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Culture Secretary rejects claims changes to Online Safety Bill have weakened it – UK Politics Live | Policy


Key events

China’s ambassador to the UK, Zheng Zeguang, has been summoned to the Foreign Office to be told of the government’s anger over the arrest and assault of a BBC journalist covering the protest in Shanghai, according to the Evening Standard’s Nicholas Cecil reports.

Michelle Donelan, the Culture Secretary, is accused by leading online safety campaign Ian Russell of watering down the Online Safety Bill. (See 9:26.) But big brother watch, a libertarian group that campaigns for free speech, says Donelen did not change the bill enough. In a statement on the changes, Mark Johnson, its chief legal and policy officer, said:

The government’s relaunch of plans to give state backing to terms and conditions for social media companies in the Online Safety Bill is totally retrograde, sidesteps months of expert scrutiny and is a major threat to free speech in the UK…

The government has promised a revised online safety bill that would protect freedom of expression. We welcome the Secretary of State’s willingness to make changes to the legislation, but the warming of a wasteful policy that merges the censorship powers of the state and Silicon Valley isn’t good for freedoms either. civilians or for online security.

Harper offers RMT ‘better information sharing’ in response to calls for clarity on who can negotiate ending railway strike

Thursday of last week Mark Harper, the transport secretary, held what both sides described as a positive meeting with Mick Lynch, the general secretary of the RMT. They were talking about the railroad strikes and then Lynch told reporters his union was unclear about who had the authority to negotiate a pay deal. Individual rail companies and the Rail Delivery Group (which represents them) were both saying they could not engage in collective bargaining, he said.

Lynch said Harper offered to send her a letter detailing who exactly had the authority to negotiate a settlement.

Harper has now released the text of his letter to Lynch. It’s short and doesn’t answer Lynch’s questions at all, but Harper promises a new meeting, as well as “better sharing of information.” He says:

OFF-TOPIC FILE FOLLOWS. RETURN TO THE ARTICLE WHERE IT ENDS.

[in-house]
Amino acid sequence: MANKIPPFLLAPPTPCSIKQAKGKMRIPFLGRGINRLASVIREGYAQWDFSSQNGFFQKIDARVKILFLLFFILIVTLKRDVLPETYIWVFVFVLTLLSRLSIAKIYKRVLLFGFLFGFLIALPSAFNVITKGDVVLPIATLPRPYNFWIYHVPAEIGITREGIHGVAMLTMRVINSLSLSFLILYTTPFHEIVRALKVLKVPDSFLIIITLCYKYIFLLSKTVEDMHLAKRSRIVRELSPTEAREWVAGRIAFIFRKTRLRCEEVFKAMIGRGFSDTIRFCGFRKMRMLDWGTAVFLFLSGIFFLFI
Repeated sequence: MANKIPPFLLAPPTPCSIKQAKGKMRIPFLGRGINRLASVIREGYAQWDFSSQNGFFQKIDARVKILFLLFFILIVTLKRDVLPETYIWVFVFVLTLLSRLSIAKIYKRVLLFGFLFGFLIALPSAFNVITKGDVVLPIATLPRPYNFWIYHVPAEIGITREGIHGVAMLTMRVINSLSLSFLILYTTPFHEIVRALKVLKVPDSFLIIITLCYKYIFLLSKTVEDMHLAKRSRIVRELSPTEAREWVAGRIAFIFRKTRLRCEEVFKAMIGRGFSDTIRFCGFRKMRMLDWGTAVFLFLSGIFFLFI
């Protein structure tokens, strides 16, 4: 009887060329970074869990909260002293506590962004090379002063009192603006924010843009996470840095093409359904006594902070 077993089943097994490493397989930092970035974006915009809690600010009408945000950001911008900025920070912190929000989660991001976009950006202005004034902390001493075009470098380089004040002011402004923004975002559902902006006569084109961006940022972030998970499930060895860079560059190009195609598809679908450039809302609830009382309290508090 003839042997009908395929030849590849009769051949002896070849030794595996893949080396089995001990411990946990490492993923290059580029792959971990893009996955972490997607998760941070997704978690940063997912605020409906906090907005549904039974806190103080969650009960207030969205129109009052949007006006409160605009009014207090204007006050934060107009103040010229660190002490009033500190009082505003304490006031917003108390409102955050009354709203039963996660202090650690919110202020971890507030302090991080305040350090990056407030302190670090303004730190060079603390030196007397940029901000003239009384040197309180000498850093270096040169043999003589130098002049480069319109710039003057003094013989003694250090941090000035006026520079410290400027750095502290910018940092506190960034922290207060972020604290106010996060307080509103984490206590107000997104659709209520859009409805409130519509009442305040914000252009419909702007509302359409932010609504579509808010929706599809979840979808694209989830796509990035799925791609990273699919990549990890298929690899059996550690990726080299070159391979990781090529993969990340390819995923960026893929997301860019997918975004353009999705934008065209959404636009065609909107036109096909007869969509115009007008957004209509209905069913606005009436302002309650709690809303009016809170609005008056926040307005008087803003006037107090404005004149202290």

My role is to facilitate and support – not to negotiate. Negotiations will continue between unions and employers, but I see scope for agreement.

Let me explain how I think we can help support this. Better sharing of information between the Minister of Railways, trade unions and those conducting negotiations on behalf of employers can speed up this process. We will soon convene a new meeting to advance, in good faith from all parties, settlement discussions and progress in this dispute.

Culture Secretary Michelle Donelan rejects claims that changes to the online safety bill have weakened it

Hello. The Rishi Sunak cabinet may be filled with faces from the David Cameron, Theresa May, Boris Johnson and Liz Truss administrations, but that’s not all continuity and in some ways Sunak is revising the policies pursued by his predecessors. We have an example today, with changes to the Online Safety Bill.

The bill, which took years to plan and was published by Nadine Dorries when she was culture secretary, would extend significant new controls over social media companies. This goes further than what has been attempted in most other Western democracies. The bill completed almost all of its stages in the Commons in the spring, but was shelved as Johnson had to resign, fearing it would restrict free speech too much and knowing that a new Prime minister might prefer a different approach.

He does, and this morning Michelle Donelan, the culture secretary, announced significant changes. Here is the summary of the Department of Digital, Culture, Media and Sports. And here is my colleague Dan Milmo‘s overnight story.